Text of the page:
Hyperthyroidism is a medical condition in which the thyroid gland overproduces hormones. In our last article, we shared our guide to hyperthyroidism symptoms. and in this article we’re going to review some of the common hyperthyroidism treatment options available to patients. Like the treatment of most diseases, understanding your treatment options starts with receiving a proper diagnosis from a licensed doctor or endocrine specialist.
Once properly diagnosed, your doctor or endocrinologist will recommend the best hyperthyroidism treatment option for you. In order to choose the best treatment of hyperthyroidism for your particular situation, your doctor will take into consideration your age, your overall health, including your medical history, and the severity of your hyperthyroidism.
Common Hyperthyroidism Treatment Options
There are multiple hyperthyroidism treatment options available to help you suppress an overactive thyroid. We’ve highlighted a few of the most common treatment options below.
Radioactive Iodine (Radioiodine)
Despite how intimidating the name can be, radioactive iodine has become the choice treatment option for many doctors and patients with hyperthyroidism and Graves’ Disease.
Radioactive iodine treatment is taken orally. The iodine then enters into and shrinks the thyroid gland, reducing the amount of thyroid hormone that the gland can produce. This treatment of hyperthyroidism has become very popular since it’s a fast treatment option that’s also very effective, very cost effective, and is safe for most people. Radioactive iodine is not a treatment option for women that are pregnant, could be pregnant, or are breastfeeding.
Antithyroid medications prevent the thyroid gland from producing excess amounts of hormone, reducing and reversing the symptoms of an overactive thyroid.
Generally, two kinds of antithyroid drugs are used; propylthiouracil and methimazole. These medications enter into the thyroid gland and reduce the amount of T3 and T4 hormones being produced. Results aren’t immediate but you should be able to notice an improvement within a couple months. Treatment usually continues for up to one year and can last even longer in some cases.
In most cases, these medications will help you to get rid of the symptoms of hyperthyroidism for an extended period of time, maybe even permanently, but some people will experience one or more relapses.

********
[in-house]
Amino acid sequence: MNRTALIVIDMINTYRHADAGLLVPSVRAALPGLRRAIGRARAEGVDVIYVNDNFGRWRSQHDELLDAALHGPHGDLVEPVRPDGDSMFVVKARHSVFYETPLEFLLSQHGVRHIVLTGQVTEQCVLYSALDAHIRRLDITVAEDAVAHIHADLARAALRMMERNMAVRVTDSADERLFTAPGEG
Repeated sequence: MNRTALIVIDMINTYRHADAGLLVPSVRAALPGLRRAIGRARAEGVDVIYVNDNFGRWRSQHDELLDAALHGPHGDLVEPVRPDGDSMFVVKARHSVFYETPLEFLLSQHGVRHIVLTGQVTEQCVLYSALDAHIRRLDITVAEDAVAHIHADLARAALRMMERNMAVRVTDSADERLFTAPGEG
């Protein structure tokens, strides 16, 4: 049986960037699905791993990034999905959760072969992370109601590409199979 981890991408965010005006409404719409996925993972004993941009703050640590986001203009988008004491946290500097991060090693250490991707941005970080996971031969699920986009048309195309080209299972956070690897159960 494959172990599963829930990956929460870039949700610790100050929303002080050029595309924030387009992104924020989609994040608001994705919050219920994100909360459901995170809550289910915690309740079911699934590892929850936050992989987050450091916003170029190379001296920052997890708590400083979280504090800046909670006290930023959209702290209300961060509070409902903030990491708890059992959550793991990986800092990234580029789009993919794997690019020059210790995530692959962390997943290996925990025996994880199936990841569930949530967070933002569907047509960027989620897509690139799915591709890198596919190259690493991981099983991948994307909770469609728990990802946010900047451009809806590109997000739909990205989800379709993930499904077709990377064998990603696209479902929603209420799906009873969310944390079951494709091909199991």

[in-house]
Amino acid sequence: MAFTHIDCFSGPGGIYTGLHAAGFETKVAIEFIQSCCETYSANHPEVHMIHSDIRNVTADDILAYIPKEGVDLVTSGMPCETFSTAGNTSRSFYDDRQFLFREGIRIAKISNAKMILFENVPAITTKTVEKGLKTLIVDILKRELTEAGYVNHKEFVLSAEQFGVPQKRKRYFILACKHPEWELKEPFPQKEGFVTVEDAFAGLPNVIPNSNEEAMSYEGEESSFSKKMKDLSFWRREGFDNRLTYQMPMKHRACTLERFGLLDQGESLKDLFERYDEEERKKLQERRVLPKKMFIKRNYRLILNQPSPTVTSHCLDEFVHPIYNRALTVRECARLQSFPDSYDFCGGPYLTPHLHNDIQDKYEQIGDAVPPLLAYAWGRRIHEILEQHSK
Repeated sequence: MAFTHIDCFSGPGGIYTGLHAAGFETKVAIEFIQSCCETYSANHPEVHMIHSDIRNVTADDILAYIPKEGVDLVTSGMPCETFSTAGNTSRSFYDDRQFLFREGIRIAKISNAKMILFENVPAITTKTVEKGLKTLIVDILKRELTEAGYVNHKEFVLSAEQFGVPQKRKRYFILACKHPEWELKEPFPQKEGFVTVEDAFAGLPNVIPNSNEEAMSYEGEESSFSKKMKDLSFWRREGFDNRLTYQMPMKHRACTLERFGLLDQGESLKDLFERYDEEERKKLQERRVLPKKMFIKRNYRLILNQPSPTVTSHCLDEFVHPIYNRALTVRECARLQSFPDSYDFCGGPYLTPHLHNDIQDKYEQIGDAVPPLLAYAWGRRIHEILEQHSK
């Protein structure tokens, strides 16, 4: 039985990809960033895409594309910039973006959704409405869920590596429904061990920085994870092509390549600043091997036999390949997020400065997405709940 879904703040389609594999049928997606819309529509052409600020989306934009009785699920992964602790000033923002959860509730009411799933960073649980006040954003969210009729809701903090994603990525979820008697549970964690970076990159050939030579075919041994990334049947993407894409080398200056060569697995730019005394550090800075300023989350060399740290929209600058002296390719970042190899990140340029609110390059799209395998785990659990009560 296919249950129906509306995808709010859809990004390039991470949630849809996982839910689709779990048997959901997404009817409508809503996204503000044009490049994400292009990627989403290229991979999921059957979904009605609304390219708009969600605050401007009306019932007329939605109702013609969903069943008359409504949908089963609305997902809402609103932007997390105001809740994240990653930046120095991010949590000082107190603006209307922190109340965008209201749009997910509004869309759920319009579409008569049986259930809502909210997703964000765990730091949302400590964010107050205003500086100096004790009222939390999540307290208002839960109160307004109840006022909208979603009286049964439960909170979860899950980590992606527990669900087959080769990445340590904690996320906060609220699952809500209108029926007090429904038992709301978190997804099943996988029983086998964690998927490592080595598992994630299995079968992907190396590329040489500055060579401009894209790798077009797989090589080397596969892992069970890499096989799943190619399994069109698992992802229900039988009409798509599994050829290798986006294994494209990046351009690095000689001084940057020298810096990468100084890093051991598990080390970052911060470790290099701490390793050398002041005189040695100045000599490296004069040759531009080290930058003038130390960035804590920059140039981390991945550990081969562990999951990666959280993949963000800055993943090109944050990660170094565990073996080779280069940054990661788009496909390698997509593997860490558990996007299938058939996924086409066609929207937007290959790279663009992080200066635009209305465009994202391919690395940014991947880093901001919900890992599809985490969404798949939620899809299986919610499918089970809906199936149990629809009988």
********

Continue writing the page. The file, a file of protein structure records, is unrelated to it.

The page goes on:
Beta blockers are a type of medication that your doctor or specialist may prescribe to specifically treat the symptoms of hyperthyroidism.
Beta blockers are a very common medicine used for many medical conditions. Unlike the other medical treatment options discussed, beta blockers don’t directly reduce your thyroid levels but they can reduce the symptoms of hyperthyroidism, such as a rapid heart rate, heart palpitations, nervousness and agitation, excessive sweating, and even heat intolerance.
Beta blockers are often prescribed during treatment in order to help you feel more your comfortable until your thyroid hormones reach normal levels.
Surgery for treating hyperthyroidism is only occasionally used. One example is if you are pregnant, limiting your ability to use other treatment options, such as radioactive iodine, or if antithyroid drugs fail are unable to cure the problem and your continue to experience relapses.
A thyroidectomy involves removing some or all of the thyroid gland. In order to permanently cure you of an overactive thyroid, and avoid relapse, the entire thyroid should be removed. This thyroid surgery is a very safe procedure with no major risks. However, as with any surgery, some minor risks will always be present.
If the entire thyroid is removed then other medications will be prescribed in order to compensate for the missing thyroid gland.
Which Common Hyperthyroidism Treatment Option is Best for You?
All of the treatment options mentioned are commonly used to treat an overactive thyroid. Before choosing any treatment, be sure to discuss with your doctor or endocrinologist the benefits and side effects of their recommended hyperthyroidism medical treatment options.